Other books followed, all earning respectable reviews; but it was Silva's fourth novel that proved to be his big breakthrough. Featuring a world-famous art restorer and sometime Israeli agent named Gabriel Allon, The Kill Artist (2000) fired public imagination and soared to the top of the bestseller charts. Gabriel Allon has gone on to star in several sequels, and his creator has become one of our foremost novelists of espionage intrigue, earning comparisons to such genre superstars as John Le Carré. Frederick Forsythe, and Robert Ludlum. Silva's books have been translated into more than 25 languages and have been published around the world.

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Customer Reviews

Average Rating 4
( 106 )
Rating Distribution

5 Star

(54)

4 Star

(30)

3 Star

(10)

2 Star

(5)

1 Star

(7)

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See All Sort by: Showing 1 – 20 of 106 Customer Reviews
  • Posted July 14, 2012

    more from this reviewer

    Gripping Story

    The Mes­senger by Daniel Silva is the sixth novel in the Gabriel Allon series. Allon is an Israeli agent who is more inter­ested in restor­ing works of art than the world of espionage.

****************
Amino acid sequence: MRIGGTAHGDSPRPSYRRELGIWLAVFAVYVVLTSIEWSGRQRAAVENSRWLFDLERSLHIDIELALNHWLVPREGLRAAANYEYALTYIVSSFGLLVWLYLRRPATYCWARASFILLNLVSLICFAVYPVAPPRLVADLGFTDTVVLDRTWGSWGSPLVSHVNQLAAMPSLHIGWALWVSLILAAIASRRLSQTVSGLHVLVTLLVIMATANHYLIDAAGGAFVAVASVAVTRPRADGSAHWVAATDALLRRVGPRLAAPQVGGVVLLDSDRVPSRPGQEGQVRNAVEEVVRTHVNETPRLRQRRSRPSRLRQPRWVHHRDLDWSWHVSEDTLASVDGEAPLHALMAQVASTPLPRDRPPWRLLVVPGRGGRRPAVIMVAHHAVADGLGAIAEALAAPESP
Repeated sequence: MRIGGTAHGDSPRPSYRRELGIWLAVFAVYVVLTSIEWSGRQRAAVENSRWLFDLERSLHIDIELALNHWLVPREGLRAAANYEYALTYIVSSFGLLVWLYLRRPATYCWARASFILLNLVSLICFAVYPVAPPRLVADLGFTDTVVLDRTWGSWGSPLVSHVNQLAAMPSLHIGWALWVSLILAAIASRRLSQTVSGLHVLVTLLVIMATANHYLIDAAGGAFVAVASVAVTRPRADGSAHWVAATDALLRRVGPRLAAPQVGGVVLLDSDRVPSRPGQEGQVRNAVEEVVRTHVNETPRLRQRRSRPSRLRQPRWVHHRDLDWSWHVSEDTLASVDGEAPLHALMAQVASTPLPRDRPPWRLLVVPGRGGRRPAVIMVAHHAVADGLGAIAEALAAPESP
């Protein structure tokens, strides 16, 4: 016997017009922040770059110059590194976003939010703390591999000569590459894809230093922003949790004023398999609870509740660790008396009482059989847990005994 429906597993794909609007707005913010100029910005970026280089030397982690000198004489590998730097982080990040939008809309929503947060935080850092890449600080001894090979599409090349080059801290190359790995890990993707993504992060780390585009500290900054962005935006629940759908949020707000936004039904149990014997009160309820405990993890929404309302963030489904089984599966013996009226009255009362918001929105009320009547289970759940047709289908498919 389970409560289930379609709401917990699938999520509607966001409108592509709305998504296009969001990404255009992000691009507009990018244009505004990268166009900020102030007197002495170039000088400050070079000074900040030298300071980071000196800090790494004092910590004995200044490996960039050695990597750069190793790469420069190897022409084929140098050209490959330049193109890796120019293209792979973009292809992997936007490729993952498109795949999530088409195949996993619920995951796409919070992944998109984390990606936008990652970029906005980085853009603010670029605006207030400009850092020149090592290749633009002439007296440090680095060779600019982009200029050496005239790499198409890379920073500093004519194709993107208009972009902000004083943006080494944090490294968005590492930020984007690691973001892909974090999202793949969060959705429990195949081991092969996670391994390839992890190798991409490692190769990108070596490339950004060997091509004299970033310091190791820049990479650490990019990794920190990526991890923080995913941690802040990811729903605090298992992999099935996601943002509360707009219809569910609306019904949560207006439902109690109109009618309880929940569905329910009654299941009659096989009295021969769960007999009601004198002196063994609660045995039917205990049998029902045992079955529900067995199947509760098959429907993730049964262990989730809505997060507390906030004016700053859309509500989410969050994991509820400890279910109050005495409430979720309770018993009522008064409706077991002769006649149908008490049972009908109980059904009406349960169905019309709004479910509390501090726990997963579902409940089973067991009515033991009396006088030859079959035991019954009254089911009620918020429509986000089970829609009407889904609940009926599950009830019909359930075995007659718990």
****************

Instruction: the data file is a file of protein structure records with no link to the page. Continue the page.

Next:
When an al Qaeda oper­a­tive is killed inLon­don, some pho­tographs are found on his com­puter and the Israeli intel­li­gence sus­pects that the group is plan­ning a big attack aimed directly at theVatican.

    Israeli agent Gabriel Allon finds him­self in a bat­tle of wits against dan­ger­ous men which takes him on a hunt across Europe.

    The Mes­sen­ger by Daniel Silva is more of a thriller than the pre­vi­ous five books. The book is quite vio­lent and Allon’s ruth­less­ness comes out in sev­eral highly charged scenes.

    While I didn’t think The Mes­sen­ger was the best in the series, it did fill in some miss­ing gaps in the rela­tion­ships between the char­ac­ters. As in many book series this one also is a stand­alone, but it’s always nice to read them in order.